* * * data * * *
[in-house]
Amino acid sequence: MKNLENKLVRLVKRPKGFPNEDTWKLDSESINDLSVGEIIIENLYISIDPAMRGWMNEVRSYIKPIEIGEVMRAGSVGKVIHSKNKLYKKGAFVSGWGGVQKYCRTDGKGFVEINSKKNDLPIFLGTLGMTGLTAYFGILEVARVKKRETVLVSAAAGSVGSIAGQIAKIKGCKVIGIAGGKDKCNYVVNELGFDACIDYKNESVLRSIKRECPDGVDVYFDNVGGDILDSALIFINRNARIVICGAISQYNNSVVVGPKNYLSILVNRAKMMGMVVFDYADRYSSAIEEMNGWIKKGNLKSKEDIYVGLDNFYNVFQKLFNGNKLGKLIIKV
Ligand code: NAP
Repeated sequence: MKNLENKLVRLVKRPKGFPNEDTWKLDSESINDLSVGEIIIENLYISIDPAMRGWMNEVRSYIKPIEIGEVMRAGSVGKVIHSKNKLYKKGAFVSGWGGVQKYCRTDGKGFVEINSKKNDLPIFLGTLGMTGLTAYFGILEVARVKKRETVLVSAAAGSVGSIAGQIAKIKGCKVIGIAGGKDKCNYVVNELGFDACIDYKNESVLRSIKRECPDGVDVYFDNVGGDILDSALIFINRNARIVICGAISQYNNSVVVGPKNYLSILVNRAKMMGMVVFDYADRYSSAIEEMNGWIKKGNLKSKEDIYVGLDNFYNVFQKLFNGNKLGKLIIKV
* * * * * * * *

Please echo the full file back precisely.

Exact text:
[in-house]
Amino acid sequence: MKNLENKLVRLVKRPKGFPNEDTWKLDSESINDLSVGEIIIENLYISIDPAMRGWMNEVRSYIKPIEIGEVMRAGSVGKVIHSKNKLYKKGAFVSGWGGVQKYCRTDGKGFVEINSKKNDLPIFLGTLGMTGLTAYFGILEVARVKKRETVLVSAAAGSVGSIAGQIAKIKGCKVIGIAGGKDKCNYVVNELGFDACIDYKNESVLRSIKRECPDGVDVYFDNVGGDILDSALIFINRNARIVICGAISQYNNSVVVGPKNYLSILVNRAKMMGMVVFDYADRYSSAIEEMNGWIKKGNLKSKEDIYVGLDNFYNVFQKLFNGNKLGKLIIKV
Ligand code: NAP
Repeated sequence: MKNLENKLVRLVKRPKGFPNEDTWKLDSESINDLSVGEIIIENLYISIDPAMRGWMNEVRSYIKPIEIGEVMRAGSVGKVIHSKNKLYKKGAFVSGWGGVQKYCRTDGKGFVEINSKKNDLPIFLGTLGMTGLTAYFGILEVARVKKRETVLVSAAAGSVGSIAGQIAKIKGCKVIGIAGGKDKCNYVVNELGFDACIDYKNESVLRSIKRECPDGVDVYFDNVGGDILDSALIFINRNARIVICGAISQYNNSVVVGPKNYLSILVNRAKMMGMVVFDYADRYSSAIEEMNGWIKKGNLKSKEDIYVGLDNFYNVFQKLFNGNKLGKLIIKV